All yesterday, all this afternoon, the yellow telephone on the floor has rung every 20 minutes or so; he points a finger at it now, as it rings again. “I’d just let the service get it, but I think that’s one ‘a the band, and I gotta talk to him. ‘Cuse me.” Rita says from the kitchen door, “We’re gonna be eatin’ supper pretty soon.” It’s her way of extending an invitation. Kris says into the phone, “Hey, Donnie,” and walks, talking, to the bedroom. Rita comes in and sits, her hands folded placidly on the swollen stomach under her apron. “It’s just great,” she says of her pregnancy, when asked, “I get some heartburn, but otherwise no morning sickness, nothin’. I can hardly wait! Doctor says it sounds like a boy; there’s a test you can take to tell, but I don’t want to: Why not be surprised? I don’t want any drugs while I’m in labor, the baby can come out drugged if you do. How can mothers go through all the shit of being pregnant and then be doped through the end of the trip?” Rita comes from Tennessee, it turns out, her father was a Baptist preacher. “I started singin’ in church when I was two, I’ve been doin’ it ever since, but I never planned on makin’ it a career. I sang on weekends to pay my way through college, just so’s I could get through art school and teach. But after I graduated, I couldn’t find a job, so I started singing to pay for a Master’s degree. Thought I’d work a year; at the end of it, I was hooked.”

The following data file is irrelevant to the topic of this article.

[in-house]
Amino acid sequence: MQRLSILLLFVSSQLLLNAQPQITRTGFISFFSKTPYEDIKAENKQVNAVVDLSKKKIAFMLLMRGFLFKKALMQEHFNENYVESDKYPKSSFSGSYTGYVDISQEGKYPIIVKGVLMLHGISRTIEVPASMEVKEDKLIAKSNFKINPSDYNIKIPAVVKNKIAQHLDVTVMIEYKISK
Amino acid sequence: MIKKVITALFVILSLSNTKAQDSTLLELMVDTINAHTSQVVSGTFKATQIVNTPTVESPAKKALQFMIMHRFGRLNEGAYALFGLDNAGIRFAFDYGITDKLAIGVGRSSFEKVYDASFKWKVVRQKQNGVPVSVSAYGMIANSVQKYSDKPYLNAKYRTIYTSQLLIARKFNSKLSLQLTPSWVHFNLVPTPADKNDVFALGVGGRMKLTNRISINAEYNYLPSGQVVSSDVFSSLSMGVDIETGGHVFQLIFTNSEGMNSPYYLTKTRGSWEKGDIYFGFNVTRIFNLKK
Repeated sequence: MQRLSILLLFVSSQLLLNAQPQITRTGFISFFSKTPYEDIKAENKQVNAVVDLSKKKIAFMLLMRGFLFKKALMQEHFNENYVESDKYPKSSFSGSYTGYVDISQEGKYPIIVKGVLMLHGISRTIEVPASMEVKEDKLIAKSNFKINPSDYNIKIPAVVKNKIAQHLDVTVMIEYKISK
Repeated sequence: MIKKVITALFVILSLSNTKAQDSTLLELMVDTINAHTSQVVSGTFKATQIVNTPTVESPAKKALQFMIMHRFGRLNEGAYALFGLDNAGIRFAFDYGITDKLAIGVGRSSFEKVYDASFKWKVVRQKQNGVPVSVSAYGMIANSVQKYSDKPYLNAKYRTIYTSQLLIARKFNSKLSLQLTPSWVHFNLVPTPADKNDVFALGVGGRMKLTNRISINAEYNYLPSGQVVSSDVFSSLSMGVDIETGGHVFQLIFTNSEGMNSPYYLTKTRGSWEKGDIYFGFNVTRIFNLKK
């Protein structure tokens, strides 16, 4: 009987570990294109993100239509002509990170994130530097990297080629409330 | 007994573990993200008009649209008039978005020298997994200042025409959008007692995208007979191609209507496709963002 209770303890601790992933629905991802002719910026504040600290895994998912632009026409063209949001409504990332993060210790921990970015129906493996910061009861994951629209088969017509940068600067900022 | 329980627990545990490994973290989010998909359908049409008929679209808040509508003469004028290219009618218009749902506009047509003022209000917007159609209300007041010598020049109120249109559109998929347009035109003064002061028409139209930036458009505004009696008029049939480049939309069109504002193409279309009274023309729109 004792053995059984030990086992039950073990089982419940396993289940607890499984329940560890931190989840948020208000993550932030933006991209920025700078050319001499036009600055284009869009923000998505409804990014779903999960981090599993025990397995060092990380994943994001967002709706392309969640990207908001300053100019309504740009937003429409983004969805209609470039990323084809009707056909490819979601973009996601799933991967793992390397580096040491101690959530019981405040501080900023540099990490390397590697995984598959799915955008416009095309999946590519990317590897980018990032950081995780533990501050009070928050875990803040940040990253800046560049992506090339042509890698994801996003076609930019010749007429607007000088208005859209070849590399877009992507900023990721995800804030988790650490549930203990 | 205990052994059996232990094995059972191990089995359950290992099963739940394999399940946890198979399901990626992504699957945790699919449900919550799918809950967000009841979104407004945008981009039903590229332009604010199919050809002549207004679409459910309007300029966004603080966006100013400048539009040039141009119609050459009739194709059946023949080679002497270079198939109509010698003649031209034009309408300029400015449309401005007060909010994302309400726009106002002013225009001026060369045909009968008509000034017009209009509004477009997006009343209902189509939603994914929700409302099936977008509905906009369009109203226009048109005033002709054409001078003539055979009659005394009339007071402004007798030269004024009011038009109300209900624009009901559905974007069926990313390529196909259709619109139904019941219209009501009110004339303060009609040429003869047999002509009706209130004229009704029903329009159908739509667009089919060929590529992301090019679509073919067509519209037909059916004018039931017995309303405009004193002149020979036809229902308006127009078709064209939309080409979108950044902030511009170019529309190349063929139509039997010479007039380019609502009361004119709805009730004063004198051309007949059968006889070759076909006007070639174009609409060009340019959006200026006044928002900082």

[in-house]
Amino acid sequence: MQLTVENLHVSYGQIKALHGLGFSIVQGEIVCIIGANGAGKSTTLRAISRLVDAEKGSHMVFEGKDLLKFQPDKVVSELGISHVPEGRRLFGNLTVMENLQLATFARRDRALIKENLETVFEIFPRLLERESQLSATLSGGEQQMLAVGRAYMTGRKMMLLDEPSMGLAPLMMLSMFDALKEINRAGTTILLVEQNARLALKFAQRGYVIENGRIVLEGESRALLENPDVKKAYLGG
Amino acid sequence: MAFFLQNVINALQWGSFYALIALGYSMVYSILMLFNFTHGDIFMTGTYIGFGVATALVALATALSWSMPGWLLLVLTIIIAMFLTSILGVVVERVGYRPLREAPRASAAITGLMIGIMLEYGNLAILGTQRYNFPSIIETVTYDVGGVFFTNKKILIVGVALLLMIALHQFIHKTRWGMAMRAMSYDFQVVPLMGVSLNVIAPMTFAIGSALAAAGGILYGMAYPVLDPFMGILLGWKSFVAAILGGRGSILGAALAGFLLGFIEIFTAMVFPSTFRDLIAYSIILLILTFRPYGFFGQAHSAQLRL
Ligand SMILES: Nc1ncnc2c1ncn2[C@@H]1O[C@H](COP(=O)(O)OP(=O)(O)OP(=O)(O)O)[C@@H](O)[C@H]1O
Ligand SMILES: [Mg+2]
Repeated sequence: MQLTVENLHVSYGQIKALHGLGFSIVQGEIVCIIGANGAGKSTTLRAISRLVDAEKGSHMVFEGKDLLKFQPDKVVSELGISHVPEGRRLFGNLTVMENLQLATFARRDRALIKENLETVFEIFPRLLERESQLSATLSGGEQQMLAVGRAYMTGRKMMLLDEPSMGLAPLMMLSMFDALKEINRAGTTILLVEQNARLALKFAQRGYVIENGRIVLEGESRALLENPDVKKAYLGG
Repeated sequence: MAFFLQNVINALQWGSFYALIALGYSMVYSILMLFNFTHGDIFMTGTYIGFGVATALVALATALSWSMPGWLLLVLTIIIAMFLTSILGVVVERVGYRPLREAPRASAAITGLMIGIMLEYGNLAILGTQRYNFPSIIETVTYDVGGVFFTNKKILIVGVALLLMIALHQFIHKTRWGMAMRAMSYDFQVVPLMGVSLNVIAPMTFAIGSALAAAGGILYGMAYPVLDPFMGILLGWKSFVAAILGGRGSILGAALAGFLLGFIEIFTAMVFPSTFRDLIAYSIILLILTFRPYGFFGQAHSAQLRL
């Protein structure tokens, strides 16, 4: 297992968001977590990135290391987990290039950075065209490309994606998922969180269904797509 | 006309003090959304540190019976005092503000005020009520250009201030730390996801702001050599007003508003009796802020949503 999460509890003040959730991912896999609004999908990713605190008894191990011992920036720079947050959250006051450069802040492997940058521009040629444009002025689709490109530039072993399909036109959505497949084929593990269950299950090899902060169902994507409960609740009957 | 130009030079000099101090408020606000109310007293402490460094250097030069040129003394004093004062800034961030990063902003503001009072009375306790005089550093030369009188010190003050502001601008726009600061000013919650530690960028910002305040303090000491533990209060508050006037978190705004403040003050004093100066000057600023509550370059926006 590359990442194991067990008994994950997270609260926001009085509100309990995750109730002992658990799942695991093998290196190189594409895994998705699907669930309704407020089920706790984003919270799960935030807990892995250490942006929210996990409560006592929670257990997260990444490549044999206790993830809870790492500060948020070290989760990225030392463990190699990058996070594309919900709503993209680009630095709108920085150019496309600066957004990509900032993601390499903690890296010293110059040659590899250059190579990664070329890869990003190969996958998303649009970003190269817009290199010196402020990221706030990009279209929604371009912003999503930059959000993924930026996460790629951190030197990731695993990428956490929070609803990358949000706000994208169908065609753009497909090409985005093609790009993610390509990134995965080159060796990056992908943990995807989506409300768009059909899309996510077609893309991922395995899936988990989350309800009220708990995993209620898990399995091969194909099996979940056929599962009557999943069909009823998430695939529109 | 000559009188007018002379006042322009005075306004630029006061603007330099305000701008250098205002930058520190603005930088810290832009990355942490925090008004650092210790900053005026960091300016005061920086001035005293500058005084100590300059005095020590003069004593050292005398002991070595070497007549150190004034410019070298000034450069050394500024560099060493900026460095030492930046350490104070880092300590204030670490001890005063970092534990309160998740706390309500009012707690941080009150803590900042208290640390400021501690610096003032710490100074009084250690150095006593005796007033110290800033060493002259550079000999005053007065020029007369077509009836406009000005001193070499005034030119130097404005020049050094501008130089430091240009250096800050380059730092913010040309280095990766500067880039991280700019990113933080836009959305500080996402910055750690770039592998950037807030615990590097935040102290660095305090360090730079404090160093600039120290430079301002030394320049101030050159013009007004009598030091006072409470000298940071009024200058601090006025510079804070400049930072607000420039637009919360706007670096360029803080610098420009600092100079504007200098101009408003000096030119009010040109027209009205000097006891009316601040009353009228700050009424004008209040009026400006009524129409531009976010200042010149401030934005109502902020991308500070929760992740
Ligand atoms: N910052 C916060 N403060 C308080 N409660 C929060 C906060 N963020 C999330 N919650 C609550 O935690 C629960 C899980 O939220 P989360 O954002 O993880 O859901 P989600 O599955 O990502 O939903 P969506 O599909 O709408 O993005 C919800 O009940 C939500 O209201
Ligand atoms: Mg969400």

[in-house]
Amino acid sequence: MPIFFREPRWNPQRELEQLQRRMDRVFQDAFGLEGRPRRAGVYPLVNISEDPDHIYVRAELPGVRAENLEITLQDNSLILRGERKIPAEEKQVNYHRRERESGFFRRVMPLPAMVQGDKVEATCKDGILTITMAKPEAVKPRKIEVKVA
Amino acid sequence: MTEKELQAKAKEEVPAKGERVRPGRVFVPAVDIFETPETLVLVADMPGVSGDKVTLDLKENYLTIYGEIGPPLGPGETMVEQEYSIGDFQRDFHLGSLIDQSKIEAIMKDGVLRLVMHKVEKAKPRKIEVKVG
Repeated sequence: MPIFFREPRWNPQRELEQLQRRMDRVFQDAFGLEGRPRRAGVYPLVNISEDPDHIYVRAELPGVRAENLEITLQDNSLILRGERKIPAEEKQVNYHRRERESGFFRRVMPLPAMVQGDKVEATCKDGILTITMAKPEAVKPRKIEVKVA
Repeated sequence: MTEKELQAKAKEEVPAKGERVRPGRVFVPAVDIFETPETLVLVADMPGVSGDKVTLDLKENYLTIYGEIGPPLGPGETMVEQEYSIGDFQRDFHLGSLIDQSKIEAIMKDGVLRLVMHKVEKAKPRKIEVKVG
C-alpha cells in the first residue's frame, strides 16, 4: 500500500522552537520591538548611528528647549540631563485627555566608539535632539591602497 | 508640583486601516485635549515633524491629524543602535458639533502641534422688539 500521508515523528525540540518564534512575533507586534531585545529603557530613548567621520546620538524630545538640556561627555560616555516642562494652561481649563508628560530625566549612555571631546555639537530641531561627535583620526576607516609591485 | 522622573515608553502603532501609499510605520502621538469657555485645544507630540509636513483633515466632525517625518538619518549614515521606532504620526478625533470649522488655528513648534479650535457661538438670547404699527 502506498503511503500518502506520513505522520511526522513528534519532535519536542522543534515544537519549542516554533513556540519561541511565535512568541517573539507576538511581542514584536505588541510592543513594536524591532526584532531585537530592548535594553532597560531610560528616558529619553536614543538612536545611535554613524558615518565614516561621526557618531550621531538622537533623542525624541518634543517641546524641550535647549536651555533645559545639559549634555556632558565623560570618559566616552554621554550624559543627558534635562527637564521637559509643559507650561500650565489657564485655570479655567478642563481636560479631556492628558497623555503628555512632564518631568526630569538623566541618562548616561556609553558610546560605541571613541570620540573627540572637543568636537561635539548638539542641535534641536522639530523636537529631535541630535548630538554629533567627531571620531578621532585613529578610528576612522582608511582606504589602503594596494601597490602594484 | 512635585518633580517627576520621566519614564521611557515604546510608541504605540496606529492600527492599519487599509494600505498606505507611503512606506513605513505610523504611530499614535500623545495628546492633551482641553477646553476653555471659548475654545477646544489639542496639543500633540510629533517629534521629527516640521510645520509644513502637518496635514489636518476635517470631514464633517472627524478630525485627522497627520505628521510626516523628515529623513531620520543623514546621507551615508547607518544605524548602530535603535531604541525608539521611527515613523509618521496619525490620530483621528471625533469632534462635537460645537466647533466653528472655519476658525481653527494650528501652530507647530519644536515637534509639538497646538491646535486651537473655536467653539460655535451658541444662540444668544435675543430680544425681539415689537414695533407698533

She started the year singing radio spots for Pepper-Tanner, “It’s Memphis’s biggest jingle factory.” Her sight-reading got her studio work. “Then Pepper-Tanner signed me to a contract to cut a single, they’d started their own new label. I cut the song, then decided to come to L.A. — by the time I got here, the song, ‘Turn Around and Love Me,’ had become this surprise hit, they played it all through that summer. I never went back to Memphis.” She toured with Joe Cocker, cut an album, played the minor clubs, but of course it was her alliance with Kris that established her name.